Friday, March 21, 2008

The Gullibility of Andrew Sullivan

On the fifth anniversary of the commencement of American hostilities in Iraq, leading conservative blogger Andrew Sullivan has responded to Slate Magazine's request that he reflect on his "own failings of judgment" as a staunch supporter of the Bush administration's 2003 march toward war.

Mr. Sullivan's self-serving mea culpa - in which he admits only to such head-scratching pseudo-intellectualisms as "historical narcissism," "narrow moralism" and good, old-fashioned "unconservatism"- regrettably neglects to address his major, apparent failing:


When Colin Powell made his infamous presentation of "proof" to the United Nations Security Council on February 5, 2003, the delegation from France immediately knew Secretary Powell had his "facts" wrong.

So did the Germans.

As did Canada's Prime Minister at the time, Jean Chretien.

And sitting in my own armchair as I watched Mr. Powell's speech on television, I also knew, as did countless millions of American and other observers worldwide, that the Secretary of State's "facts" were thin as mountain air.

So why, then, did Andrew Sullivan and his ilk so readily and glibly jump aboard the Administration's public relations bandwagon to propel the United States into this miserable and ineffectual war?

They were gullible, that's why.

They simply believed what they were told, and marched ahead to the war's drumbeat, like good little stenographic soldiers.

They summarily dismissed every serious factual doubt raised about the Administration's dire claims of imminent mushroom clouds. They viciously characterized all dissent as the mad ravings of unpatriotic, ignorant leftists. They shunted aside questions from abroad as the crotchety concerns of an out-of-touch "old Europe."

Mr. Sullivan and his compadres were so gullible, in fact, that each day in the lead up to the war they simply parroted the Administration's spin du jour on their blogs and journals, adding their own clever twists to the Administration's blatant deceptions. They thereby took on a major role in the spread of disinformation that before very long, led American tragically into this ongoing and dangerous foreign policy embarrassment.

Soon enough, we learned the French and the Germans and the armchair observers worldwide had it right, all along - there were no weapons of mass destruction in Iraq. Saddam, as evil as he may have been domestically, was no threat to the U.S.

And soon enough, too, we also learned that even within U.S. intelligence circles, only a minority cabal of neoconservative agents had ever been convinced of any military threat posed by the deposed Iraqi dictator to neighbouring countries or the domestic U.S.A.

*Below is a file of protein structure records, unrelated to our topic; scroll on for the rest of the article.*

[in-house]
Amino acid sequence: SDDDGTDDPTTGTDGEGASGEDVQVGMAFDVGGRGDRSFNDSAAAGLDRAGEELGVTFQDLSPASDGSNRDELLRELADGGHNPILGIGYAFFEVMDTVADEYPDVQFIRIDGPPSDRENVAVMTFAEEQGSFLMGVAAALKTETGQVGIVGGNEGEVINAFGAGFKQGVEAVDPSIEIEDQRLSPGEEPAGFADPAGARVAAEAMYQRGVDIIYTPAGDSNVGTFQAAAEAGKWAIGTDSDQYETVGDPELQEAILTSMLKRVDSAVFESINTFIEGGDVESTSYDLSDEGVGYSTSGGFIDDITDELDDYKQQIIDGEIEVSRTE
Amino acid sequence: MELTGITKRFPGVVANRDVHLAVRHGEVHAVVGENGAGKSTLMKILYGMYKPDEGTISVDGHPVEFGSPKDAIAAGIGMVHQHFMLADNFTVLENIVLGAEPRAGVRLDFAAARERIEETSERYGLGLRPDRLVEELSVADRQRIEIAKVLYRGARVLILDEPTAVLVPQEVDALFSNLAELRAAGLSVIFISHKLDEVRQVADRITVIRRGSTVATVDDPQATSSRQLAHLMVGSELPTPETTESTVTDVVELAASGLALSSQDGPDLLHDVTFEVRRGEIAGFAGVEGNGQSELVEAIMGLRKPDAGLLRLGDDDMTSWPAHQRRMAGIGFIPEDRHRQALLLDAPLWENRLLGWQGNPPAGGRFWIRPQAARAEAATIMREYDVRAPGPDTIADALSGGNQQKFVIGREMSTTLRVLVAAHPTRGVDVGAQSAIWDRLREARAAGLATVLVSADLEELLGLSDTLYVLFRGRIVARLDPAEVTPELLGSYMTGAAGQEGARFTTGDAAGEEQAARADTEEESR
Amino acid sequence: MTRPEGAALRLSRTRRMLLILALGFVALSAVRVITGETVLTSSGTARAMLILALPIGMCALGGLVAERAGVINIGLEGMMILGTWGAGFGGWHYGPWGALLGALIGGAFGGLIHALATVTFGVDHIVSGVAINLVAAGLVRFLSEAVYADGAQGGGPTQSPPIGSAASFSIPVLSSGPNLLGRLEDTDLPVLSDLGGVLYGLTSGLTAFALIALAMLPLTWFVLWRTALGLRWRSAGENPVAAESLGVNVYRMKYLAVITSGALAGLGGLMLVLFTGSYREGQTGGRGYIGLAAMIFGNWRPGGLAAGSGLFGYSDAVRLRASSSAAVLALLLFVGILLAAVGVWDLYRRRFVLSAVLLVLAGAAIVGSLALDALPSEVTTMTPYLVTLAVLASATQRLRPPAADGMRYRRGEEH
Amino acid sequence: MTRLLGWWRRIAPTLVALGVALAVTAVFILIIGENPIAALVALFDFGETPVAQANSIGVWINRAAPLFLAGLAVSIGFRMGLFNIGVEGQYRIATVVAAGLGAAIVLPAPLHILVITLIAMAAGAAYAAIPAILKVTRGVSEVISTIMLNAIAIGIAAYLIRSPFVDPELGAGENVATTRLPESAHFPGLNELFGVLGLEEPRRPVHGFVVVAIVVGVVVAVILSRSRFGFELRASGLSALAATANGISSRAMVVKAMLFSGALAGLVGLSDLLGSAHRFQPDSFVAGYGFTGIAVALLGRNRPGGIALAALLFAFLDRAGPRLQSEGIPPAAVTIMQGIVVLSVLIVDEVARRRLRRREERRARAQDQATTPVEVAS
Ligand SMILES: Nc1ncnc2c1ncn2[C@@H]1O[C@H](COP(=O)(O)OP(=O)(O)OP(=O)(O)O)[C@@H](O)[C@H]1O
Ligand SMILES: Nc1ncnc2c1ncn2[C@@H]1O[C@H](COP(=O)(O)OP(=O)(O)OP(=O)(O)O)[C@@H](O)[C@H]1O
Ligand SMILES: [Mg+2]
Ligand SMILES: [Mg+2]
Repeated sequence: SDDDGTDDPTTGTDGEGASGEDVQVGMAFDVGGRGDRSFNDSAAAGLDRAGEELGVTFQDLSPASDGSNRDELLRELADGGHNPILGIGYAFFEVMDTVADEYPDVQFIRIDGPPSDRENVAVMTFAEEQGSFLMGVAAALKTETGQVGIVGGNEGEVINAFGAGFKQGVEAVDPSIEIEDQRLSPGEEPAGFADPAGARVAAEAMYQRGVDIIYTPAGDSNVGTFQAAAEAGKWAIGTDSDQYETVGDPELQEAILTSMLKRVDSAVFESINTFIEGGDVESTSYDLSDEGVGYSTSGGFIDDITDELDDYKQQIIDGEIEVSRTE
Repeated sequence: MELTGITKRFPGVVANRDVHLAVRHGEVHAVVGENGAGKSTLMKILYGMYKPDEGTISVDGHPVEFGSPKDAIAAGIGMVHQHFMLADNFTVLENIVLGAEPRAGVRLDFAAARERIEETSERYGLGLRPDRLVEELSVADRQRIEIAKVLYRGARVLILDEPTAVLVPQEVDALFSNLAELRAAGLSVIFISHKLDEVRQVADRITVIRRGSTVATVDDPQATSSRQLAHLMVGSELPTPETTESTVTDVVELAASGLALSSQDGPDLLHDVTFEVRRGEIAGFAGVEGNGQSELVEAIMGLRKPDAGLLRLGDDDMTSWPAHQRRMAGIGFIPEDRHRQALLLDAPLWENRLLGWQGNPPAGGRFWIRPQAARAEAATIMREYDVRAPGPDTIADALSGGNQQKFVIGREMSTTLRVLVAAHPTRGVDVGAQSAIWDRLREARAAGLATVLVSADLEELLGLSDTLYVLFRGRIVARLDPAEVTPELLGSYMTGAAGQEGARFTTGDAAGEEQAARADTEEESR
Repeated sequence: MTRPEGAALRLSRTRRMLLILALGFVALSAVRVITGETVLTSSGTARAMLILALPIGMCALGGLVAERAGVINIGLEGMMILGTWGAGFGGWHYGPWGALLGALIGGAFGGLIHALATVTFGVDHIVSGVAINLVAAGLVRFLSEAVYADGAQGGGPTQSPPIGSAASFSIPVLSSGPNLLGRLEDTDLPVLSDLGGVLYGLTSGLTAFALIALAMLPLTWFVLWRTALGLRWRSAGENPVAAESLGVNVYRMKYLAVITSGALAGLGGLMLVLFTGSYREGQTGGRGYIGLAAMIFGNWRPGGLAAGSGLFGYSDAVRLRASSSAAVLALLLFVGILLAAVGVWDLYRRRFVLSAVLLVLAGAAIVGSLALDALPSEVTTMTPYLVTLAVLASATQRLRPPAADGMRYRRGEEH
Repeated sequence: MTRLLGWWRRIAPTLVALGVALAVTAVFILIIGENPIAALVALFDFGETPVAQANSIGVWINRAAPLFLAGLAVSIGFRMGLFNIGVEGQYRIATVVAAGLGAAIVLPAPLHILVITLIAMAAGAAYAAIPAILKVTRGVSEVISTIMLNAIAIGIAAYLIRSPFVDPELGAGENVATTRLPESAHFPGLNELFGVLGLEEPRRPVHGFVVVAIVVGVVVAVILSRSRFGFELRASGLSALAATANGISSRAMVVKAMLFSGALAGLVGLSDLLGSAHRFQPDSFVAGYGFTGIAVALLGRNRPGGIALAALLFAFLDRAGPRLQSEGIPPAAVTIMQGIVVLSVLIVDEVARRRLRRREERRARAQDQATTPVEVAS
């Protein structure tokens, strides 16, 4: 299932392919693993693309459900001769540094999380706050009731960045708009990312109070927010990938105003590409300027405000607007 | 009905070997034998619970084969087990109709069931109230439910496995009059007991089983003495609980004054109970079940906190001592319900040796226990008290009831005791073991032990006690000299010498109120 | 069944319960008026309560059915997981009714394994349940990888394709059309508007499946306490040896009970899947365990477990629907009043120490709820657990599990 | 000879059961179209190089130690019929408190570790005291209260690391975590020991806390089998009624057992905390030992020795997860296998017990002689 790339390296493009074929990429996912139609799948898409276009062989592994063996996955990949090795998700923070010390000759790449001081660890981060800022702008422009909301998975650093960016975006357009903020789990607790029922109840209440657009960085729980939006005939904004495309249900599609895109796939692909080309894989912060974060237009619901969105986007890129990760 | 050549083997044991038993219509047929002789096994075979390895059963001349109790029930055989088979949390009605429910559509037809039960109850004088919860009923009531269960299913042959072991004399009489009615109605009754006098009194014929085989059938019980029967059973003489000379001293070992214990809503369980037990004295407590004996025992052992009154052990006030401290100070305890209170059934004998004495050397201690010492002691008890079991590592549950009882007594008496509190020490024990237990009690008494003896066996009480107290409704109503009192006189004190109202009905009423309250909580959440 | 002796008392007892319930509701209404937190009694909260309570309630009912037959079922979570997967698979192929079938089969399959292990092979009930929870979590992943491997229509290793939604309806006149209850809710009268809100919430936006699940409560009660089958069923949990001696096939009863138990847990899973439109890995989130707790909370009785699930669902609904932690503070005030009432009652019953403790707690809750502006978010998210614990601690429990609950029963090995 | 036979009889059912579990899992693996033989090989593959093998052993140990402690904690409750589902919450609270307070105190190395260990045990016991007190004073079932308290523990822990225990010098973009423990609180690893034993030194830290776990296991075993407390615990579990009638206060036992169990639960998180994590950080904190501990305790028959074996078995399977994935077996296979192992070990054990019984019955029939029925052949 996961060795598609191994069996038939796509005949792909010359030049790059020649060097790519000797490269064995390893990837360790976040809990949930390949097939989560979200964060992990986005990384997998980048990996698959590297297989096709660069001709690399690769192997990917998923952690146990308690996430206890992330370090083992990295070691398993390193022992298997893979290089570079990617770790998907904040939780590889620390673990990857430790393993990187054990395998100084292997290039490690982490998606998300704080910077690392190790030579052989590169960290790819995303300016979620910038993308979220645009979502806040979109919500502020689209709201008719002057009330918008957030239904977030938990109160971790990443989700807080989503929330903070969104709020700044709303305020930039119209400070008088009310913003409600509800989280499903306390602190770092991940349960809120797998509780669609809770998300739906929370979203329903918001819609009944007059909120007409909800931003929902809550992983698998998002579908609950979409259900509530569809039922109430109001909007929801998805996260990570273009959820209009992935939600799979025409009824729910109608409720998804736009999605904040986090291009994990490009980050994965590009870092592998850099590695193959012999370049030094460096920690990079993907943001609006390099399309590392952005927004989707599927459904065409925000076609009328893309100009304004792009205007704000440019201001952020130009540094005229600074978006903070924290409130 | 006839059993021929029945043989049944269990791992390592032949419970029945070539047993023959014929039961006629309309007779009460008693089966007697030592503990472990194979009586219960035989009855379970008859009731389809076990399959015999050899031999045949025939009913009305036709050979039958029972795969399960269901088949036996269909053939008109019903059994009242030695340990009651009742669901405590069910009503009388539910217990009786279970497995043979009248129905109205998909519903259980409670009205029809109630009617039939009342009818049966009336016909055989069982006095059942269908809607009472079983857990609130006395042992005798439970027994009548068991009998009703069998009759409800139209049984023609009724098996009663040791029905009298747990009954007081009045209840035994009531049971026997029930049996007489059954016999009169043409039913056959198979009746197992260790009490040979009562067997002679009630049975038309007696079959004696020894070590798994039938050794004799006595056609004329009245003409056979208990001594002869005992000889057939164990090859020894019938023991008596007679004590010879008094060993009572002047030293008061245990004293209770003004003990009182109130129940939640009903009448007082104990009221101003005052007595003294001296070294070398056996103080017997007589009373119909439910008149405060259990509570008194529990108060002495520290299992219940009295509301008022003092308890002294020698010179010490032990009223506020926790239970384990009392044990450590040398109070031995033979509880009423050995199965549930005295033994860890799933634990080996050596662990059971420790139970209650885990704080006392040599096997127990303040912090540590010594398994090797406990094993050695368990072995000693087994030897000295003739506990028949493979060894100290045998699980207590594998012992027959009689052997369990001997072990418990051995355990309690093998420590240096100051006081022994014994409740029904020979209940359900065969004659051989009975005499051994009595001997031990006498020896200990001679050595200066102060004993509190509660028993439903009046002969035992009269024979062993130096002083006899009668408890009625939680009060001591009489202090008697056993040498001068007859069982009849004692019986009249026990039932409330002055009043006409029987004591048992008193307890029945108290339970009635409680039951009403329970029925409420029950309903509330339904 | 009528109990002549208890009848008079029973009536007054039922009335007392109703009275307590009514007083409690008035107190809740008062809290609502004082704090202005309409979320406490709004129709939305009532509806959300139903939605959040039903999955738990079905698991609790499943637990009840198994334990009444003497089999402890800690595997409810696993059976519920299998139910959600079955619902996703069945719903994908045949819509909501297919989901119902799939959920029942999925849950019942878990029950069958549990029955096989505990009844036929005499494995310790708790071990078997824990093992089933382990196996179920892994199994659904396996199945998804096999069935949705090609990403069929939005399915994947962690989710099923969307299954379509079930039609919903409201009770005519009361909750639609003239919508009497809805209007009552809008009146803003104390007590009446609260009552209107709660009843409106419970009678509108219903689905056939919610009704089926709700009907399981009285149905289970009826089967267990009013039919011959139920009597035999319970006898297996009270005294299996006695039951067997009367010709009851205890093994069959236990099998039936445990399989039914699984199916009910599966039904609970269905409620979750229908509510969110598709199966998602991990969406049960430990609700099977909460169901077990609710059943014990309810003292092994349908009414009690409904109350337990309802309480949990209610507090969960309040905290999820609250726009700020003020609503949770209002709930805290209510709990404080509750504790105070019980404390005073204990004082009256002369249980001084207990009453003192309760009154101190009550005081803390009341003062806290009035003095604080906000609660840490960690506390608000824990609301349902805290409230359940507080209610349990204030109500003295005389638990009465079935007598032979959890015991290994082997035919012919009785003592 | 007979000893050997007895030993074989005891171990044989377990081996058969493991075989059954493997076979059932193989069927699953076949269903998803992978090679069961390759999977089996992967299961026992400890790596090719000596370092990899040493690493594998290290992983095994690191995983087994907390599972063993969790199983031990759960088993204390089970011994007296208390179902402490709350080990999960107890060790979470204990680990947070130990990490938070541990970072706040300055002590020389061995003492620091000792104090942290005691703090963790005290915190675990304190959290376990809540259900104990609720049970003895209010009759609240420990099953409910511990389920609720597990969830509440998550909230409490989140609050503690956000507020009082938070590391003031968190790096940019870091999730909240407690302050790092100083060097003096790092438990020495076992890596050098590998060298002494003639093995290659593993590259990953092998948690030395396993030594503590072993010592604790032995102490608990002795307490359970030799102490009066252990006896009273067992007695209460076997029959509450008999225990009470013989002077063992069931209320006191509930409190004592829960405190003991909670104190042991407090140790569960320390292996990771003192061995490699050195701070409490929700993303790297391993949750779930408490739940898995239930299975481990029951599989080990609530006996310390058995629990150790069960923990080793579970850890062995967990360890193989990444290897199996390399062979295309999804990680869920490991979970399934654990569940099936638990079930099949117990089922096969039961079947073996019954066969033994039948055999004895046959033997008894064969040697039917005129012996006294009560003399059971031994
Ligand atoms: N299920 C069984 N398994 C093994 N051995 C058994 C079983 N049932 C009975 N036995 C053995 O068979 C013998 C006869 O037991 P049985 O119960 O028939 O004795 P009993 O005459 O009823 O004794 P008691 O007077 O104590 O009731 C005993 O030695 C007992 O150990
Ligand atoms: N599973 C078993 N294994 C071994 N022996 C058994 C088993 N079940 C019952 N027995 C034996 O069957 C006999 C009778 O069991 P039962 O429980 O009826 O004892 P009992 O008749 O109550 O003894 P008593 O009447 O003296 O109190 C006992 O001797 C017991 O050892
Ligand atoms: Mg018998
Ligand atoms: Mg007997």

From Richard A. Clarke and others, we learned what "cherry picking" intelligence means.

We saw critics like Ambassador Joseph Wilson savaged with the kinds of unflinching personal attacks by the Administration that ultimately led to the criminal convictions of Scooter Libby, disbarred yesterday for his role in obstructing U.S. Attorney Patrick Fitzgerald's investigation of the Administration's shameless leaks of the identity of Mr. Wilson's wife, Valerie Plame.

So I will suggest that Mr. Sullivan add gullibility to his list of failings.

The record indicates that he showed inadequate interest in getting his facts straight, as he joined the chorus of Administration hacks that blasted away daily at those who were guilty of asking all the right questions.

It is worth recalling that the now-repentant Mr. Sullivan did so back then with a straight face - because he genuinely believed what he was told.

Most regrettably, judging by Mr. Sullivan's recent musings on the current Democratic nomination battle, this personal failing remains both unrecognized and unmediated.

Daily Dish buyers, beware.

- Garry J. Wise, Toronto

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1 comment:

Anonymous said...

Very well said, Gary. Sullivan and his fellow US neocons suffer from what I gather psychologists term "confirmation bias". For a fascinating example of that syndrome in a very different context, see Steven Johnson's "the Ghost Map" (2006) on the mid-19th century "miasmatists" who - at the cost of thousands of lives - stubbornly turned a blind eye to the growing scientific evidence that "cholera morbus" was a water-bourne (no airbourne)disease!